Volcano Watch: On the surface of Kilauea’s new landscape, a story is told

Kilauea’s 2018 summit collapse dramatically transformed the geometry and appearance of Halema‘uma‘u crater and Kilauea caldera. Last week’s “Volcano Watch” article described how the 2018 events impacted the magma plumbing system beneath the surface of Kilauea’s summit. This week, we’ll explore how the 2018 events impacted the geologic deposits on the surface.

Volcano Watch: Water was in Kilauea caldera before the 2018 summit collapse

On July 4, 2018, an observer at the Volcano House Hotel was watching the evolving collapse of Halema‘uma‘u Crater, 2.5 miles away. Suddenly, he did a double take, blinked a couple of times, but couldn’t erase the dark line descending the wall of Kilauea caldera above Halema’uma’u. Not knowing what it was, he dubbed it the “black streak.”

Volcano Watch: Kilauea Volcano’s summit water lake is 1 year old

On July 25, 2019, ponded water was first observed within Halemaumau at the summit of Kilauea Volcano. Over the past 12 months, the USGS Hawaiian Volcano Observatory (HVO) has watched this amazing body of water grow from a nascent pond into a veritable lake, the first observed within Kilauea caldera in at least 200 years.

Volcano Watch: HVO looking to install seismographs in your community

The Youth and Education in Science (YES) program at USGS in collaboration with the Hawaiian Volcano Observatory (HVO) is launching a community outreach and educational project called Bridging Local Outreach &Seismic Signal Monitoring (BLOSSM) in Hawaii. BLOSSM aims at engaging local students and communities through seismology.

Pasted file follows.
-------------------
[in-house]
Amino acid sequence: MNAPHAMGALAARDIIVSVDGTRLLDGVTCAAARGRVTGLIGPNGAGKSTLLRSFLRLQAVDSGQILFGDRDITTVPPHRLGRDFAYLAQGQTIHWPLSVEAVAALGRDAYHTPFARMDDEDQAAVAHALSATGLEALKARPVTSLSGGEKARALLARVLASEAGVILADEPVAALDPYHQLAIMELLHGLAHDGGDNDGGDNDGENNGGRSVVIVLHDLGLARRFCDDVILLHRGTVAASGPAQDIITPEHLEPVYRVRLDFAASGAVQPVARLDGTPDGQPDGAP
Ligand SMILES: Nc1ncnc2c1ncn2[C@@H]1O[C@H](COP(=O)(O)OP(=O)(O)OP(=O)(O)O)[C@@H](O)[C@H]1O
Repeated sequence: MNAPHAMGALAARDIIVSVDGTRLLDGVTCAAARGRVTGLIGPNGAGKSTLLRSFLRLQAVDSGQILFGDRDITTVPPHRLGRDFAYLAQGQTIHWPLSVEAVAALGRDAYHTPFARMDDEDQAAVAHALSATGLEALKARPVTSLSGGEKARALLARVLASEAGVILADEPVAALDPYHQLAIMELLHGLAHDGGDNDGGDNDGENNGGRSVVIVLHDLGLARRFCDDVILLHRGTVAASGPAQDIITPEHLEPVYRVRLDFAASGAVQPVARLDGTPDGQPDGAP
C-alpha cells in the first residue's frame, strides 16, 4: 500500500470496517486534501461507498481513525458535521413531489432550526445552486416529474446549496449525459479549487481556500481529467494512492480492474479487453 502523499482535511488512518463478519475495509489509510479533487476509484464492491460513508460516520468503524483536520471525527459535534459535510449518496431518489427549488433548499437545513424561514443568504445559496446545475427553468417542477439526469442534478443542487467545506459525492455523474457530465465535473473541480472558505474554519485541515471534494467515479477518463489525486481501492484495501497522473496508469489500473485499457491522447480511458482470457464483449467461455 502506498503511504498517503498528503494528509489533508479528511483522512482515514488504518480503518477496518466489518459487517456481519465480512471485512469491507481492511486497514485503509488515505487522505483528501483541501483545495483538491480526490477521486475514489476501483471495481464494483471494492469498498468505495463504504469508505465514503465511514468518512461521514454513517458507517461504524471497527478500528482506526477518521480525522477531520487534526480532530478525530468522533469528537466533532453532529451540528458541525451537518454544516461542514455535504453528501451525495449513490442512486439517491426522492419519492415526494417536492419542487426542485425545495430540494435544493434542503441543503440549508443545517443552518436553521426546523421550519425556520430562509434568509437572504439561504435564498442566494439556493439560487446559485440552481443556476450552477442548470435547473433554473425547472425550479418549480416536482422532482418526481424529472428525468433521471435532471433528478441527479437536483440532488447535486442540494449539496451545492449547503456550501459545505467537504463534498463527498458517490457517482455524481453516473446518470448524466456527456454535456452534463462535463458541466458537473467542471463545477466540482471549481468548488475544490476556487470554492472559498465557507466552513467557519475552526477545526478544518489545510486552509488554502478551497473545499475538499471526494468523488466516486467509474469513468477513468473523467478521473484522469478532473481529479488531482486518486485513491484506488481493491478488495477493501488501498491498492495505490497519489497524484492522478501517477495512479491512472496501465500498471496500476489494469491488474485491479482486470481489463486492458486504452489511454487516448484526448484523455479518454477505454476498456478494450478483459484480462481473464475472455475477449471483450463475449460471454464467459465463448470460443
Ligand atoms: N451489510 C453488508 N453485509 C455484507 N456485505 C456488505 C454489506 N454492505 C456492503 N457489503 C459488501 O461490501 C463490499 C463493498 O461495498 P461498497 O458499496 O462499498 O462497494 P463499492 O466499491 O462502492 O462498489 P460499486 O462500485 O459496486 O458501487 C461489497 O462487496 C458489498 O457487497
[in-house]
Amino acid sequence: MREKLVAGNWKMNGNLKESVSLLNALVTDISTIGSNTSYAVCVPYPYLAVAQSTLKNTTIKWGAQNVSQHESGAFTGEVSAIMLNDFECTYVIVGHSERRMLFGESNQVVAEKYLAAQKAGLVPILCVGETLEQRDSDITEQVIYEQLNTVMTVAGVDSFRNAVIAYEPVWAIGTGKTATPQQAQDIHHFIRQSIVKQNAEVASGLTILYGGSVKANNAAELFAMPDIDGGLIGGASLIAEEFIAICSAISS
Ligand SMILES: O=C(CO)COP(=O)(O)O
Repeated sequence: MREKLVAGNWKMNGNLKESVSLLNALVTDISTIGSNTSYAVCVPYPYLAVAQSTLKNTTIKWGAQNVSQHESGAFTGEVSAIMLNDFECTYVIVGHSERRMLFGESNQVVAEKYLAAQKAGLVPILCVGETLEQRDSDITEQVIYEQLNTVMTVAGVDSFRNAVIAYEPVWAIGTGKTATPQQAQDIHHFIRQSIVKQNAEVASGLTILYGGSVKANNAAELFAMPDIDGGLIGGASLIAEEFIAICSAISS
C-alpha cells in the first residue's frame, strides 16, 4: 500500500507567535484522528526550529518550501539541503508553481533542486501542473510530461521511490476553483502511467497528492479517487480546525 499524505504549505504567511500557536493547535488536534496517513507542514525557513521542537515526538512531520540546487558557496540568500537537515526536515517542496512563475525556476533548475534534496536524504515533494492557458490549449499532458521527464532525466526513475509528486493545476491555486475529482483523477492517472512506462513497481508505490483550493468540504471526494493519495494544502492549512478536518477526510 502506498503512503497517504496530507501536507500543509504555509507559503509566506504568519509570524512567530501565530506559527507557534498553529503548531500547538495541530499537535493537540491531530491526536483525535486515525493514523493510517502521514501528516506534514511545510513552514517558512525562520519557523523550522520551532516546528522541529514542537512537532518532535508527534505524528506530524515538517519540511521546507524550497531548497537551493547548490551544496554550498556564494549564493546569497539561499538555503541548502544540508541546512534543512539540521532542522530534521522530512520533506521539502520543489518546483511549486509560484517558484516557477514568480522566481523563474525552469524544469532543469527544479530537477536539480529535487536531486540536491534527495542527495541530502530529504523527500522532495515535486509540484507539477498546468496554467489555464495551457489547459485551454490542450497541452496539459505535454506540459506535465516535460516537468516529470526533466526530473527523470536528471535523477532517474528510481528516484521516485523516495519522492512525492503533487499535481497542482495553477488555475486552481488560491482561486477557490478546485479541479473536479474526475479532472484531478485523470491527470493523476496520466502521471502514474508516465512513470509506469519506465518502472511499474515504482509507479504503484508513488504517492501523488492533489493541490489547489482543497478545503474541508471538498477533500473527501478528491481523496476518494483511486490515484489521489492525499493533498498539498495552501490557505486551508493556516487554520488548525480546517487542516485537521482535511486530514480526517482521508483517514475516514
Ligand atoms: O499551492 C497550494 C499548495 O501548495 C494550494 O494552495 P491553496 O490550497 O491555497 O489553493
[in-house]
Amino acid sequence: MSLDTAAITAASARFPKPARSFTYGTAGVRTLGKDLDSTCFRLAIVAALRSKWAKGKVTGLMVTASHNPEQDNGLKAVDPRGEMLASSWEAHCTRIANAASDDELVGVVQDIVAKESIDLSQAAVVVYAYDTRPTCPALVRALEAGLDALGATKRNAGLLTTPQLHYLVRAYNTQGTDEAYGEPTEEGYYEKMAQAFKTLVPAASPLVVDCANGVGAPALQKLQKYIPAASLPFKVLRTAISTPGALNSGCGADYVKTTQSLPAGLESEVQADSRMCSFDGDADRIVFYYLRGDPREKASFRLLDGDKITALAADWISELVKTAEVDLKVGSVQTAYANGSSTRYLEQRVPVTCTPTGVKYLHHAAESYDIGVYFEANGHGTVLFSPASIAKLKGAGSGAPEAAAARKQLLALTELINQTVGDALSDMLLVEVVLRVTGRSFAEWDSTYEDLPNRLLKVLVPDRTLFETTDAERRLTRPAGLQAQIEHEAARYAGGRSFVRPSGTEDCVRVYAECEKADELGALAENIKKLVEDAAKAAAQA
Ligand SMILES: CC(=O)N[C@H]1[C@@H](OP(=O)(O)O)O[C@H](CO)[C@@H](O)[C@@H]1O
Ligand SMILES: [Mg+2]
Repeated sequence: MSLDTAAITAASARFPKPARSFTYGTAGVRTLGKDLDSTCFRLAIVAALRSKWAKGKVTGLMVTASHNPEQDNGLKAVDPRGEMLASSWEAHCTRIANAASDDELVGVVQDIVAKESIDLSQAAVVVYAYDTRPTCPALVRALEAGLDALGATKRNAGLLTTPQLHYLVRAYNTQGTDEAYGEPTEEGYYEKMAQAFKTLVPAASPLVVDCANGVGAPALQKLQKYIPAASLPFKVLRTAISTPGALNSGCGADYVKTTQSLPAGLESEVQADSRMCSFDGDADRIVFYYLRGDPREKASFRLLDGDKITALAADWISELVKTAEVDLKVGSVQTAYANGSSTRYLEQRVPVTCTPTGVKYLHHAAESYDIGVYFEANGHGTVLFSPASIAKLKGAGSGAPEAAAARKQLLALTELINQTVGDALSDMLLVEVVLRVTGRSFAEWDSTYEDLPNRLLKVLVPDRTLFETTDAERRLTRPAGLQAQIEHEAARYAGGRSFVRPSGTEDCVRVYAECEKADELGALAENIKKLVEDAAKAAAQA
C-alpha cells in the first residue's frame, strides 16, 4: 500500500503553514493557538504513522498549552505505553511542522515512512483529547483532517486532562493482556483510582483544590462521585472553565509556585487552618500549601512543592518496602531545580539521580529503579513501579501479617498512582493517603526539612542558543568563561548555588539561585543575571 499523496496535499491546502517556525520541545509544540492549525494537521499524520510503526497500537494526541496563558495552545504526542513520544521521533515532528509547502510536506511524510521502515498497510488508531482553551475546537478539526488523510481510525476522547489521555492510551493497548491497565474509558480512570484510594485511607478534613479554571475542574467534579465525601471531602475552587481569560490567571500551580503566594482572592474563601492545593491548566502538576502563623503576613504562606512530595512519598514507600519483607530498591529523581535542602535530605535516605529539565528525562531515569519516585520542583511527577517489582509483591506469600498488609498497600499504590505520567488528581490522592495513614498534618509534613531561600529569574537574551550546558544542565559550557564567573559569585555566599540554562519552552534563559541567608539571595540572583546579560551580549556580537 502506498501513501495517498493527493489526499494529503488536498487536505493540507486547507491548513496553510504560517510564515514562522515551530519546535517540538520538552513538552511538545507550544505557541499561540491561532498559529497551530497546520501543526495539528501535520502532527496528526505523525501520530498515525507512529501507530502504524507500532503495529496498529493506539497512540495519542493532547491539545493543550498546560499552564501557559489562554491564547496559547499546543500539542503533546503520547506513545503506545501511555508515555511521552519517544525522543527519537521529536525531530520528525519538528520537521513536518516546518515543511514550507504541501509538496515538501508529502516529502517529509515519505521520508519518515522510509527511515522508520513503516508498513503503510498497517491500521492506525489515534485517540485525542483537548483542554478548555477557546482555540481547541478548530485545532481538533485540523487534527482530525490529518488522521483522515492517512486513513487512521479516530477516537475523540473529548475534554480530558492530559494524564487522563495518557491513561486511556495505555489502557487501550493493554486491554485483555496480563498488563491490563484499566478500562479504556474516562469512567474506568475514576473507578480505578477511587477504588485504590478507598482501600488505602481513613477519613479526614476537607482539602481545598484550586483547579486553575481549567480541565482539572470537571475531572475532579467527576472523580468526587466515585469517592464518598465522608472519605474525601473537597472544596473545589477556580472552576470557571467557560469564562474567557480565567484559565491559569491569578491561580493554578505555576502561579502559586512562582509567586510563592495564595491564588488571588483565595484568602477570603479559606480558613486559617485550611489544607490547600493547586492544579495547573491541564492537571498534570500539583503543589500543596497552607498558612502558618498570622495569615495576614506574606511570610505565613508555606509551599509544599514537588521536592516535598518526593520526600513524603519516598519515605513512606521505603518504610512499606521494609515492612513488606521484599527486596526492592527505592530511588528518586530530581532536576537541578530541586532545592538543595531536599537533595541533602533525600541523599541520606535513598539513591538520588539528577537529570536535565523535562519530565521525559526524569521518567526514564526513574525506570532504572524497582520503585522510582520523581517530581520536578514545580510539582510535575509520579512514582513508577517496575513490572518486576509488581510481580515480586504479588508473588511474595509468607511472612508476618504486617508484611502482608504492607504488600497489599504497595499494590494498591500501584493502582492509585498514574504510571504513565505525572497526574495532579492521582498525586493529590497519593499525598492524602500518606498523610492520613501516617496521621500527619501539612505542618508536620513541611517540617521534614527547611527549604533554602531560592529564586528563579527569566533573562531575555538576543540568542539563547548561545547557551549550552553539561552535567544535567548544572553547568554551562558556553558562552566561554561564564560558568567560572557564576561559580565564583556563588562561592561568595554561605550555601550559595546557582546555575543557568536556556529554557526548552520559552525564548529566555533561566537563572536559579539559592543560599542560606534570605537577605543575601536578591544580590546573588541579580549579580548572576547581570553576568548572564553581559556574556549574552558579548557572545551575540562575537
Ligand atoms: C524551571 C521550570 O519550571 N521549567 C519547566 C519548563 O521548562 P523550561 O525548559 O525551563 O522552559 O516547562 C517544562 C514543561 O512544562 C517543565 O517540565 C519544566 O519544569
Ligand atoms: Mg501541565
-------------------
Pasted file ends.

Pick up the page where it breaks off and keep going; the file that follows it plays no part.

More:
Volcano Watch: A legendary part of the Wailuku River is again revealed

The “Hawaiian Sup‘pa Man,” demi-god Maui, had several adventures on the Wailuku River in the legendary past. He rescued his mother, Hina, who lived in the cave behind Waianuenue (Rainbow Falls), from Kuna, a threatening mo‘o (legendary giant lizard), eventually killing him and leaving his body as a small island in the pool fronting Hina’s cave.

Tech talk part 2: Schematic diagram of one HVO technician’s position

Last week’s “Volcano Watch” article introduced the role of “technician” at the USGS Hawaiian Volcano Observatory (HVO). This week, we present the introspective of Steven Fuke’s life (schematic diagram) as an “electronics technician” at HVO through his experiences, starting with his introduction to HVO.

M-4.6 earthquake shakes Big Island

The U.S. Geological Survey’s Hawaiian Volcano Observatory recorded a magnitude-4.6 earthquake beneath Kilauea Volcano’s south flank at 11:20 p.m. Thursday.

Volcano Watch: Electronic ‘doctor’ tracks health of monitoring stations

As part of Volcano Awareness Month earlier this year, “Volcano Watch” featured five articles focused on different roles at the USGS Hawaiian Volcano Observatory (HVO). These articles described the roles of “geodesist,” “Scientist-in-Charge,” “gas geochemist,” “seismologist,” and “geologist.” This month, we continue that series, focusing on the role of “technician.”

Volcano Watch: Extraordinary tenure ends for leader of Hawaiian Volcano Observatory

The extraordinary leadership of Tina Neal as Scientist-in-Charge (SiC) of the USGS Hawaiian Volcano Observatory (HVO) comes to an end this week, when she returns to the alaska Volcano Observatory after fulfilling her five-year commitment to HVO. David Phillips, HVO’s Deputy SiC, will take the helm until Tina’s successor arrives.

Volcano Watch: Assessing Kilauea’s SO2 emissions

If you were around Hawaii Island — or even other Hawaiian Islands, or Guam — between May and August 2018, you likely know that Kilauea’s lower East Rift Zone (LERZ) eruption released a lot of sulfur dioxide (SO2). But how much is a lot?